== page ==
# Auto-generated file -- DO NOT EDIT!!!!!

=head1 NAME

KinoSearch::Search::Compiler - Query-to-Matcher compiler.


The KinoSearch code base has been assimilated by the Apache L<Lucy> project.
The "KinoSearch" namespace has been deprecated, but development continues
under our new name at our new home: L<http://lucy.apache.org/>


    # (Compiler is an abstract base class.)
    package MyCompiler;
    use base qw( KinoSearch::Search::Compiler );

    sub make_matcher {
        my $self = shift;
        return MyMatcher->new( @_, compiler => $self );


The purpose of the Compiler class is to take a specification in the form of
a L<Query|KinoSearch::Search::Query> object and compile a
L<Matcher|KinoSearch::Search::Matcher> object that can do real work.  

The simplest Compiler subclasses -- such as those associated with
constant-scoring Query types -- might simply implement a make_matcher()
method which passes along information verbatim from the Query to the
Matcher's constructor.

However it is common for the Compiler to perform some calculations which
affect it's "weight" -- a floating point multiplier that the Matcher will
factor into each document's score.  If that is the case, then the Compiler
subclass may wish to override get_weight(), sum_of_squared_weights(), and

Compiling a Matcher is a two stage process. 

The first stage takes place during the Compiler's constructor, which is
where the Query object meets a L<Searcher|KinoSearch::Search::Searcher>
object for the first time.  Searchers operate on a specific document
collection and they can tell you certain statistical information about the
collection -- such as how many total documents are in the collection, or
how many documents in the collection a particular term is present in.
KinoSearch's core Compiler classes plug this information into the classic
TF/IDF weighting algorithm to adjust the Compiler's weight; custom
subclasses might do something similar.

The second stage of compilation is make_matcher(), method, which is where
the Compiler meets a L<SegReader|KinoSearch::Index::SegReader> object.
SegReaders are associated with a single segment within a single index on a
single machine, and are thus lower-level than Searchers, which may
represent a document collection spread out over a search cluster
(comprising several indexes and many segments).  The Compiler object can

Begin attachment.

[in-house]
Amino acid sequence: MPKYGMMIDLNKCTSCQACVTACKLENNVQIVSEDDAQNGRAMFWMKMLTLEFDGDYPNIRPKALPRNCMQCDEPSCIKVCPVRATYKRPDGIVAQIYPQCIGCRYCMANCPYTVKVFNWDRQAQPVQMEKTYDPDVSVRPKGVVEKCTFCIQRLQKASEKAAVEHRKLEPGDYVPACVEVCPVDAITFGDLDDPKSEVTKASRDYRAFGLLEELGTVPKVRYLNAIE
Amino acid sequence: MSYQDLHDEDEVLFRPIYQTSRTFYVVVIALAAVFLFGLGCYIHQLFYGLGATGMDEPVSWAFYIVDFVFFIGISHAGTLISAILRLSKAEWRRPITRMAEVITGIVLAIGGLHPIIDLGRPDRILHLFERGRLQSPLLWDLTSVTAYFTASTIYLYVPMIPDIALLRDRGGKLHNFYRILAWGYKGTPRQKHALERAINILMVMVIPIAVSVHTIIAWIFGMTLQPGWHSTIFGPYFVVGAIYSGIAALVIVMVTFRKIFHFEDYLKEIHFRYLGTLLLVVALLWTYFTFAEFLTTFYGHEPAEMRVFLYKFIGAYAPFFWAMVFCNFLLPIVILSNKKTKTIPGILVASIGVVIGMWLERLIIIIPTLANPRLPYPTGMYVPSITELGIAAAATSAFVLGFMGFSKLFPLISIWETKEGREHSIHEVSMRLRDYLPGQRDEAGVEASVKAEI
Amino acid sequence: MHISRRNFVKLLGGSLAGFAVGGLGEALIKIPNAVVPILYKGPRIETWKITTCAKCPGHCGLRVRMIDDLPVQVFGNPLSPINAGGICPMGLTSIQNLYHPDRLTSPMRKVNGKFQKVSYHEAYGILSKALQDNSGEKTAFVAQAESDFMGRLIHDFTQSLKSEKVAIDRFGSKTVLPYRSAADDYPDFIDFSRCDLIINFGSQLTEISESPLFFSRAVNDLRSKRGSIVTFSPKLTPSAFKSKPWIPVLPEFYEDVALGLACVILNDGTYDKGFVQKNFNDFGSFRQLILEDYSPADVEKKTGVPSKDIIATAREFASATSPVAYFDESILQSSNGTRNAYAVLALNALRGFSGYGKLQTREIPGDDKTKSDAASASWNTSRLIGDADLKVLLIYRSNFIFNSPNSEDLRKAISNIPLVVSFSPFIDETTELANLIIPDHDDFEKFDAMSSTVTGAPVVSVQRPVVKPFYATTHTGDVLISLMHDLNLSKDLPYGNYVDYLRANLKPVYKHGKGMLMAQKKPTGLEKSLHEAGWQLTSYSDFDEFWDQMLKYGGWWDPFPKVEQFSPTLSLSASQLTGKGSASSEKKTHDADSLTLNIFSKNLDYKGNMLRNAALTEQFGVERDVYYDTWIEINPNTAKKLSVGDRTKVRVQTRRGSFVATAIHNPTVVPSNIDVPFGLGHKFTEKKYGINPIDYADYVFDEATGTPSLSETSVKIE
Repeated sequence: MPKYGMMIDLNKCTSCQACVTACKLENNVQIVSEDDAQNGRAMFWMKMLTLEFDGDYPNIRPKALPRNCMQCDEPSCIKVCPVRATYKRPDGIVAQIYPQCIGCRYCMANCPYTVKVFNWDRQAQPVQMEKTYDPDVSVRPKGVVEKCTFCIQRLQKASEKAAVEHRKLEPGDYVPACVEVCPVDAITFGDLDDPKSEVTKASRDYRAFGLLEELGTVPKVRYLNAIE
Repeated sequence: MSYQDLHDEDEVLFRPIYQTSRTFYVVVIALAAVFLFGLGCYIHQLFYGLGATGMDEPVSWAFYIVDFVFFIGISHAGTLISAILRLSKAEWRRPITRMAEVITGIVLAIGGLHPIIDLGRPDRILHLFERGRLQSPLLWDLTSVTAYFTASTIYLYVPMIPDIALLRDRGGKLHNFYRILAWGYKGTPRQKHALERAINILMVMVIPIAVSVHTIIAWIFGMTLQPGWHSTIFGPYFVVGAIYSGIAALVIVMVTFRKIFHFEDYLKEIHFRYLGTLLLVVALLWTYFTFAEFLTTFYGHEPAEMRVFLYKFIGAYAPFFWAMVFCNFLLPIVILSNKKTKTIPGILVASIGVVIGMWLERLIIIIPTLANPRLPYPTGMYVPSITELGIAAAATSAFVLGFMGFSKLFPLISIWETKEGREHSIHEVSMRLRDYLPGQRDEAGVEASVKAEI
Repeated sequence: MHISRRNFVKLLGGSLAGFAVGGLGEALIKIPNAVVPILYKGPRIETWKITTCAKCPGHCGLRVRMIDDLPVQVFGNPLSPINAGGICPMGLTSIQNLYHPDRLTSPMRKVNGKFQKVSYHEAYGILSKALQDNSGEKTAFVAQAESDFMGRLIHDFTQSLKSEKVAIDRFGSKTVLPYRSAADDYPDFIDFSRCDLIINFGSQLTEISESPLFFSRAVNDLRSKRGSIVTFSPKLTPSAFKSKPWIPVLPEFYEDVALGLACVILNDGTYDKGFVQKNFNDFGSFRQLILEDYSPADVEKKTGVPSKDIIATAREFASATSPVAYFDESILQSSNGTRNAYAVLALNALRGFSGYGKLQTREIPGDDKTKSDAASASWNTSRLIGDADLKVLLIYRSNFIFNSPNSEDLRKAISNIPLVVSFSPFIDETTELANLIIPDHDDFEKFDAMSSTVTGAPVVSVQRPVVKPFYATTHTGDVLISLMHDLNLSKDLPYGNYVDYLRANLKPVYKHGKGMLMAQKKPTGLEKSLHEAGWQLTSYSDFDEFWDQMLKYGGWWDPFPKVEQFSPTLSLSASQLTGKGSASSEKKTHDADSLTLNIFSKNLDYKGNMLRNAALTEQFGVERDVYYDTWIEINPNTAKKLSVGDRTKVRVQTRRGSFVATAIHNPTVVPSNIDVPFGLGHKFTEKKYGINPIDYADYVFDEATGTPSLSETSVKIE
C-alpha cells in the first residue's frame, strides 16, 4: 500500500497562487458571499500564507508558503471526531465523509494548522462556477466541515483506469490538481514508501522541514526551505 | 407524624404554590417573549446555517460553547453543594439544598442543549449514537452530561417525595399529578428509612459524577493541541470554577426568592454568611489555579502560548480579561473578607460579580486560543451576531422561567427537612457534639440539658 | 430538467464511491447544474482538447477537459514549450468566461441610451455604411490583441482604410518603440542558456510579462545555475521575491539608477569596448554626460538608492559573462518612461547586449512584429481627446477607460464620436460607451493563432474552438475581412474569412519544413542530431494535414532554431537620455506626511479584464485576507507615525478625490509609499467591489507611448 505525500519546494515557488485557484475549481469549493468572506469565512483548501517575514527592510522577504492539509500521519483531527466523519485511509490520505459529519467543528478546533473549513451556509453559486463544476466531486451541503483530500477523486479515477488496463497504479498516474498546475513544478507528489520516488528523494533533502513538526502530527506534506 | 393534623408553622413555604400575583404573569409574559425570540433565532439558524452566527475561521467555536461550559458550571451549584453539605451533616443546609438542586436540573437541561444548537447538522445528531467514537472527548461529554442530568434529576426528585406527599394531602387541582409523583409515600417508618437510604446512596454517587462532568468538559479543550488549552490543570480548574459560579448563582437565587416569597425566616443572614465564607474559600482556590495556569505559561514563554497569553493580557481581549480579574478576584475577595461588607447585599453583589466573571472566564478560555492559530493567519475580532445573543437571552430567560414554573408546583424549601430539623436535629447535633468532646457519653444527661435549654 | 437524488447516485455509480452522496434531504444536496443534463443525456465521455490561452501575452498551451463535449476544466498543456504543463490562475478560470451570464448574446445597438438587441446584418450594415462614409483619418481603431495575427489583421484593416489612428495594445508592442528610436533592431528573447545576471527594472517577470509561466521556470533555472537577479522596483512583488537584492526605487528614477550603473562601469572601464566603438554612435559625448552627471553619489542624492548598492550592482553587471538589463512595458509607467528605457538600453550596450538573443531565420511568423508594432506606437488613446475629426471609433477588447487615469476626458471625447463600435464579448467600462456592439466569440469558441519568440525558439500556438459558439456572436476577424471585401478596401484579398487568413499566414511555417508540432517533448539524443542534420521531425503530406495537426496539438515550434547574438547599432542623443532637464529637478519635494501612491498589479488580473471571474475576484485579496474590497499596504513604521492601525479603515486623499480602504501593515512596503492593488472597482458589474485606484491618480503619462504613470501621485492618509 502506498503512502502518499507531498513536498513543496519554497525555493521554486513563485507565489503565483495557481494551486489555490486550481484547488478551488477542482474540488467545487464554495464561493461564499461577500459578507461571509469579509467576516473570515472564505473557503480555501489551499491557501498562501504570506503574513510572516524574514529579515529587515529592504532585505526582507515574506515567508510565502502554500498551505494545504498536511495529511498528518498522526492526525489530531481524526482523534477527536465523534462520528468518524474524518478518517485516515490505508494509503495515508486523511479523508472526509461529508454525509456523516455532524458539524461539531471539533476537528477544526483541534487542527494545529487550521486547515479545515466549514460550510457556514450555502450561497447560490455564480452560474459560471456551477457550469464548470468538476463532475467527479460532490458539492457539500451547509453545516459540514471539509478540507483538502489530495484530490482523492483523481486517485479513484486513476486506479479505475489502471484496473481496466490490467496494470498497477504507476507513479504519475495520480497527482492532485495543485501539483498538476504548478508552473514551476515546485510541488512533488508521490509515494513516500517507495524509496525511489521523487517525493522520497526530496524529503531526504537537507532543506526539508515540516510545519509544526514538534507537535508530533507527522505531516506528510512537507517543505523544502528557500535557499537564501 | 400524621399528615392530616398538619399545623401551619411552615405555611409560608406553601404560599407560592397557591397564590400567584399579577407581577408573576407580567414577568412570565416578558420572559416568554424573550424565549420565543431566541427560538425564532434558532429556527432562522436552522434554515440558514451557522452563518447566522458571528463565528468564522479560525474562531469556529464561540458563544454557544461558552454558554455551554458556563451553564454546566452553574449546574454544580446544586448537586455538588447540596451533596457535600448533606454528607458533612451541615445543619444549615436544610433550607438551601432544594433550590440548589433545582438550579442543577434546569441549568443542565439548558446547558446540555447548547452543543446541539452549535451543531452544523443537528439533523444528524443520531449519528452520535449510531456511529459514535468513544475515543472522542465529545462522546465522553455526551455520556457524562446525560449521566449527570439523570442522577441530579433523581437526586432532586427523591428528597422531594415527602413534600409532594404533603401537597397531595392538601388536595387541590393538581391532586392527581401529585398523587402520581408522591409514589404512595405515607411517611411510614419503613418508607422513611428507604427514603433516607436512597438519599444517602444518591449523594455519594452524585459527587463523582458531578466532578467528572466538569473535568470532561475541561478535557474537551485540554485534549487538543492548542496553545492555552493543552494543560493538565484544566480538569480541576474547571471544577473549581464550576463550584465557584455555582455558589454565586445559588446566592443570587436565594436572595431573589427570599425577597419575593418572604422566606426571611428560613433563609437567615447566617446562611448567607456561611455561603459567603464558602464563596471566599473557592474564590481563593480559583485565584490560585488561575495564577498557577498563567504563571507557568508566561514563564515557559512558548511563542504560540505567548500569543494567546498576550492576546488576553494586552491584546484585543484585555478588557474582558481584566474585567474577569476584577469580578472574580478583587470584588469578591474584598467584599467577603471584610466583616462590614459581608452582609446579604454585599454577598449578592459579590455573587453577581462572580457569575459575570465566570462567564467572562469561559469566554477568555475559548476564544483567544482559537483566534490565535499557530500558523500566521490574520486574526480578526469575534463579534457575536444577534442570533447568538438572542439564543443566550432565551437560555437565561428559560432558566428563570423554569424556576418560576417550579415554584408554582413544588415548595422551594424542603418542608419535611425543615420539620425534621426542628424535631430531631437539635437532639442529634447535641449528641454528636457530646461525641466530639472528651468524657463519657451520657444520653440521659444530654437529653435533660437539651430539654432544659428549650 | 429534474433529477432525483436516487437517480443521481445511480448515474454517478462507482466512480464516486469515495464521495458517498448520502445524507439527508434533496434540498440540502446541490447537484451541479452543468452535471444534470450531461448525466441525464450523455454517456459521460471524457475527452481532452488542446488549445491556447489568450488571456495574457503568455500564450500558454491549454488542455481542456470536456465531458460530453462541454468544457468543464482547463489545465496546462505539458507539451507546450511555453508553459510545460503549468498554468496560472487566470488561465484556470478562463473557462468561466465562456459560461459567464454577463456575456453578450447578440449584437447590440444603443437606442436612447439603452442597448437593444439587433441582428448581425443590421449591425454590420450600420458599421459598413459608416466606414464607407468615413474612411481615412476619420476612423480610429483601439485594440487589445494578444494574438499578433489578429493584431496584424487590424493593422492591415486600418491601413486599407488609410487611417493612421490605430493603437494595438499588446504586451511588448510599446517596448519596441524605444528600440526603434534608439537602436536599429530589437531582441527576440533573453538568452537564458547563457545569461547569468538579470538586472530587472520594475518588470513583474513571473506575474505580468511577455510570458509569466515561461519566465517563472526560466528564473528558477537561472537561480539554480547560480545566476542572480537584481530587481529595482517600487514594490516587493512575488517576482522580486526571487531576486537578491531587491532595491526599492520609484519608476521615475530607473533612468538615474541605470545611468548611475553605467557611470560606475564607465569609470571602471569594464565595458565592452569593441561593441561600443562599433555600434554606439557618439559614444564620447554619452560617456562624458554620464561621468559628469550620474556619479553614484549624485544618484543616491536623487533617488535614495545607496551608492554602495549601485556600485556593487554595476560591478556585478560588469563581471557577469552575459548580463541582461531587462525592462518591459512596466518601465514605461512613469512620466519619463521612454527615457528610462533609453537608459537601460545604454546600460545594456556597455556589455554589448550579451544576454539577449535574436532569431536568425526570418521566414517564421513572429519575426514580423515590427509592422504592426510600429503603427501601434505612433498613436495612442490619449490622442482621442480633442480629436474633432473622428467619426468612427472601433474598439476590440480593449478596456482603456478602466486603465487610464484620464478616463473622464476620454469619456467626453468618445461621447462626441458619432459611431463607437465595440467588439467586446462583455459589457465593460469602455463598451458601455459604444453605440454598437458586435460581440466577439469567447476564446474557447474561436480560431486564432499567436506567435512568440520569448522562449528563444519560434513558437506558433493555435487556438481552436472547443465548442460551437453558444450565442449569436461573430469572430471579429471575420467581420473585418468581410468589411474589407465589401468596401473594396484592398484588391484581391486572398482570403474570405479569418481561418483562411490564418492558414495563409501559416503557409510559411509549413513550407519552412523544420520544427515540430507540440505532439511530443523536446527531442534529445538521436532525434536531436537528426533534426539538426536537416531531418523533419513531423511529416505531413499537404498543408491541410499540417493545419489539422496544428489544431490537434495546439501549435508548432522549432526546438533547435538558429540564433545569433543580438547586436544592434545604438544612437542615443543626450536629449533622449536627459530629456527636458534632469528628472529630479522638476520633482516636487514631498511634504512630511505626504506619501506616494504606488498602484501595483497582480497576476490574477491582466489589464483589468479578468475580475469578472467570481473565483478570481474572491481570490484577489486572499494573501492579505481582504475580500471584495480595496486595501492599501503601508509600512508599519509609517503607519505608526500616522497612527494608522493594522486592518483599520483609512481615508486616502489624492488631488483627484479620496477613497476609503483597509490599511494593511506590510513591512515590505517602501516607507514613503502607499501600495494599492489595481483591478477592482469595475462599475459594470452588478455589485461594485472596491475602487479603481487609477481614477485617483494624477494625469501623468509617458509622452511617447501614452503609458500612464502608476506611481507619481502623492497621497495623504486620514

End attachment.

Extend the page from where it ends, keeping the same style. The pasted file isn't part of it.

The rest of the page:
use new information supplied by the SegReader -- such as whether a term is
missing from the local index even though it is present within the larger
collection represented by the Searcher -- when figuring out what to feed to
the Matchers's constructor, or whether make_matcher() should return a
Matcher at all.


=head2 new( I<[labeled params]> )

    my $compiler = MyCompiler->SUPER::new(
        parent     => $my_query,
        searcher   => $searcher,
        similarity => $sim,        # default: undef
        boost      => undef,       # default: see below

Abstract constructor.


=item *

B<parent> - The parent Query.

=item *

B<searcher> - A KinoSearch::Search::Searcher, such as an

=item *

B<similarity> - A Similarity.

=item *

B<boost> - An arbitrary scoring multiplier.  Defaults to the boost of
the parent Query.



=head2 make_matcher( I<[labeled params]> )

Factory method returning a Matcher.


=item *

B<reader> - A SegReader.

=item *

B<need_score> - Indicate whether the Matcher must implement score().


Returns: a Matcher, or undef if the Matcher would have matched no

=head1 METHODS

=head2 get_weight()

Return the Compiler's numerical weight, a scoring multiplier.  By
default, returns the object's boost.

=head2 sum_of_squared_weights()

Compute and return a raw weighting factor.  (This quantity is used by
normalize()).  By default, simply returns 1.0.

=head2 apply_norm_factor(factor)

Apply a floating point normalization multiplier.  For a TermCompiler,
this involves multiplying its own weight by the supplied factor;
combining classes such as ORCompiler would apply the factor recursively
to their children.  

The default implementation is a no-op; subclasses may wish to multiply
their internal weight by the supplied factor.


=item *

B<factor> - The multiplier.


=head2 normalize()

Take a newly minted Compiler object and apply query-specific
normalization factors.  Should be called at or near the end of

For a TermQuery, the scoring formula is approximately:

    ( tf_d * idf_t / norm_d ) * ( tf_q * idf_t / norm_q ) 

normalize() is theoretically concerned with applying the second half of
that formula to a the Compiler's weight. What actually happens depends
on how the Compiler and Similarity methods called internally are

=head2 get_parent()

Accessor for the Compiler's parent Query object.

=head2 get_similarity()

Accessor for the Compiler's Similarity object.

=head2 highlight_spans( I<[labeled params]> )

Return an array of Span objects, indicating where in the given
field the text that matches the parent query occurs.  In this case,
the span's offset and length are measured in Unicode code points.
The default implementation returns an empty array.


=item *

B<searcher> - A Searcher.

=item *

B<doc_vec> - A DocVector.

=item *

B<field> - The name of the field.



KinoSearch::Search::Compiler isa L<KinoSearch::Search::Query> isa L<KinoSearch::Object::Obj>.


Copyright 2005-2011 Marvin Humphrey

This program is free software; you can redistribute it and/or modify it under
the same terms as Perl itself.